What do you eat at a teddy bears’ picnic?
Well, one of the staple foods that the sun bears we’ve recently been doing some research on are the termites that live in the forest. Sun bears’ long tongue and sharp claws are adapted for reaching into termite mounds, one of their primary food sources. They also act as a key food source for another of our primary species, the orangutans.
More than a food source
After last week’s look at the amazing ants which live in the forest, it’s important to remember that termites aren’t just fodder for other creatures. Like the ants, these creatures play an important role in forest ecology. They feed on vegetation and organic matter, meaning their role in recycling dead matter in the forest is very important. They feed on wood, leaf litter, soil and animal dung.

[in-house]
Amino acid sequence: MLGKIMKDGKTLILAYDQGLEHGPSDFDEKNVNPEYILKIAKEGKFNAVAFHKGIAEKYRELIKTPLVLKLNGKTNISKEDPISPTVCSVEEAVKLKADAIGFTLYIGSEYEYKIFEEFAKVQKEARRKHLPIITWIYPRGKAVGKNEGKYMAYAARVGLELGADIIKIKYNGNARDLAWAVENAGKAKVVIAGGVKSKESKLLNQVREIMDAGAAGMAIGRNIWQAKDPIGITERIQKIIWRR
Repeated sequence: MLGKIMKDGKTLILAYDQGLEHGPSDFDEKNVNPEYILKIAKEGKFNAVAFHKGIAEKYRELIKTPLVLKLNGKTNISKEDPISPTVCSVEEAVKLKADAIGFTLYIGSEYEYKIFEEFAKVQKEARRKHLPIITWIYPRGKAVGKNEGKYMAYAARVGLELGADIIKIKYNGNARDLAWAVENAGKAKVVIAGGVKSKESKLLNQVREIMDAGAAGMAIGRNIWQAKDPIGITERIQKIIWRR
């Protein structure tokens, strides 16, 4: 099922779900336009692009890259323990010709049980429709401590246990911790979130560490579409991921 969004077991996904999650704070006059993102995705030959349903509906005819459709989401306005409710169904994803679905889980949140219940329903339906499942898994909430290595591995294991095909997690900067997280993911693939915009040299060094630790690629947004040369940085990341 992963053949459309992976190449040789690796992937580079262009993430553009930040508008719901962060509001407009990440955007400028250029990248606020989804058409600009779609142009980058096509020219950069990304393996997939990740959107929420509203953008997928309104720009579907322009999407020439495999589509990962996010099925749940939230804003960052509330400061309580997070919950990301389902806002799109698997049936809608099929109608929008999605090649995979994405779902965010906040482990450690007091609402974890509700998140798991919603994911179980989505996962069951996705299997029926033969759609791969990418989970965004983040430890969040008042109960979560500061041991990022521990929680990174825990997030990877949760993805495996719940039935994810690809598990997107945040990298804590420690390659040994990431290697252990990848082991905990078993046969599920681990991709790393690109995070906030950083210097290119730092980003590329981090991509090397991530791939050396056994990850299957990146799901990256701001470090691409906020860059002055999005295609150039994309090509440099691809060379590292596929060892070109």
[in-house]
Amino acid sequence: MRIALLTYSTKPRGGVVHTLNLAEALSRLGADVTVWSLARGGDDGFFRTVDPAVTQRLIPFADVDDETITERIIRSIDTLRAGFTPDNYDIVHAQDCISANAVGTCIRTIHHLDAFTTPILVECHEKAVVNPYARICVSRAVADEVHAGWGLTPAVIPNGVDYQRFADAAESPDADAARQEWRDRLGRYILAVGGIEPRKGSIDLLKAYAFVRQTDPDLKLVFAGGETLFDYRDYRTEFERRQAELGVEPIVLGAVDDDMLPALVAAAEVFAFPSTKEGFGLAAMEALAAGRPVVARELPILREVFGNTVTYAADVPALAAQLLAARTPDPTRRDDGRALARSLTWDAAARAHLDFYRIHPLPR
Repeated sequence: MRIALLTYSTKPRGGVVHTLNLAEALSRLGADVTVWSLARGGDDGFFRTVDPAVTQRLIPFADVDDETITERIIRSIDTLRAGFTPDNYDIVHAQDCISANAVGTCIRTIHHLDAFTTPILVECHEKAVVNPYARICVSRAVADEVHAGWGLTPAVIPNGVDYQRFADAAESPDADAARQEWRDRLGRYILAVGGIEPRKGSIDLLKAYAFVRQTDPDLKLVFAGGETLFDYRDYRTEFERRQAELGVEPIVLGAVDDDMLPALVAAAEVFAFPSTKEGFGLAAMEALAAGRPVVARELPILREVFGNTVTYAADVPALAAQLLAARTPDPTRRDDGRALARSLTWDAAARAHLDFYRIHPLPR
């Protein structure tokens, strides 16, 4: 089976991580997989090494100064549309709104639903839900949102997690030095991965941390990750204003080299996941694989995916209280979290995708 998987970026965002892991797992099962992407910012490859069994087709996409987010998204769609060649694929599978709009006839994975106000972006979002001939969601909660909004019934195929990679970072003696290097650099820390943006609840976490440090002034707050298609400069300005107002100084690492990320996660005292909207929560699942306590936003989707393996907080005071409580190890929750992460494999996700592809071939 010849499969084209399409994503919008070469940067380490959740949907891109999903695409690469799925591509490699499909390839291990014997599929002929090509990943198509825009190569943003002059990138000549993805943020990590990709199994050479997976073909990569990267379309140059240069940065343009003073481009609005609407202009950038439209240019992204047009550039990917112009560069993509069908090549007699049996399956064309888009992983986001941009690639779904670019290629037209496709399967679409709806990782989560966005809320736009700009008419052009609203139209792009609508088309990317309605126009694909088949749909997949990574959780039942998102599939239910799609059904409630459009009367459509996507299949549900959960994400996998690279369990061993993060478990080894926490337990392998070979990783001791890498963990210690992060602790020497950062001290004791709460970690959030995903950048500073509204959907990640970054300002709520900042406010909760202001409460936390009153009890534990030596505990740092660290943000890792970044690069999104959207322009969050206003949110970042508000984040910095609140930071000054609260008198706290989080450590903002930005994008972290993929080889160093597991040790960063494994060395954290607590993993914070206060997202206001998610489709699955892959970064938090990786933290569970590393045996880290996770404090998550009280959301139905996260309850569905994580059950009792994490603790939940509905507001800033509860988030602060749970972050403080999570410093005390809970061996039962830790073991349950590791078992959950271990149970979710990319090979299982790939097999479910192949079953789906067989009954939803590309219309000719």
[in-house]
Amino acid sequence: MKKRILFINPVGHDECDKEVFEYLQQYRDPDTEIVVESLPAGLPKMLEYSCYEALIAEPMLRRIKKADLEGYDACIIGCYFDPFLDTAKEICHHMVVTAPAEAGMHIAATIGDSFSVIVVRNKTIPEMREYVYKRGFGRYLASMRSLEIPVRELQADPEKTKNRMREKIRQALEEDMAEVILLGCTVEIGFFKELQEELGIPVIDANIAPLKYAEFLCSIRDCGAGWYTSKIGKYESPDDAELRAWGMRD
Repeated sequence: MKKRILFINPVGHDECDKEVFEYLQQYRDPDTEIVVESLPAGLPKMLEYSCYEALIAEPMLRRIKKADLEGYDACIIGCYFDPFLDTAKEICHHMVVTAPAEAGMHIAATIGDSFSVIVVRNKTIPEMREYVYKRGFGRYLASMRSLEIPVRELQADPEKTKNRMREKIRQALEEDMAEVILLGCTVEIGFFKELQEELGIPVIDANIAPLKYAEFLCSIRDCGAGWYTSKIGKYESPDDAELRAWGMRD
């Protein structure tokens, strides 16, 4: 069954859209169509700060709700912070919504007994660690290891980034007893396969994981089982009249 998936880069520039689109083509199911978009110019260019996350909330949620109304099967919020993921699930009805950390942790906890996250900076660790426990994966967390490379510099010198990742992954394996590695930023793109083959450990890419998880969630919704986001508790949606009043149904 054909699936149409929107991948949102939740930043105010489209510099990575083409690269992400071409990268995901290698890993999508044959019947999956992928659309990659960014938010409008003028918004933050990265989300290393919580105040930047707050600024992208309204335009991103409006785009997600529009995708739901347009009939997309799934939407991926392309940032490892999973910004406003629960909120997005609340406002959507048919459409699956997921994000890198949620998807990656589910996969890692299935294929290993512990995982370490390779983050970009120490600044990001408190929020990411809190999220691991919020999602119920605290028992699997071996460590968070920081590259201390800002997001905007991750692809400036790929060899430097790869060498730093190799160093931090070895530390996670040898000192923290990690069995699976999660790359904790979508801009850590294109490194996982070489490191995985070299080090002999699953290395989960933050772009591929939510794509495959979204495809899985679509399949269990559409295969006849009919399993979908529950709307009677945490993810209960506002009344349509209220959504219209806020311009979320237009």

Unsurprisingly, termite nests are made from many of the same materials. Nests are usually built below ground, within dead or fallen trees or even on living trees. And once again we can turn to David Attenborough for an explanation of the amazing cooling abilities of termites and their nests in hot climates.
Termite colonies are also extremely highly hierarchical (or eusocial), with different roles being performed by different individuals. The care of young is a shared, collective responsibility. There are usually workers, soldiers and reproductive individuals. And a termite colony can range from several hundred to several million individuals and the colony queen can lay up to 30,000 eggs per day.
Worker termites will forage and gather food as well as taking care of brooding responsibilities, while soldier termites are adapted to defend the nest against attack. Here’s a picture of a soldier termite, with its adaptations for defending the colony, such as its enlarged jaw, clearly visible.
Very often some species are referred to merely as the food source for another. But it’s important to remember that each species has its own important and fascinating role and traits, even if it is a prey species.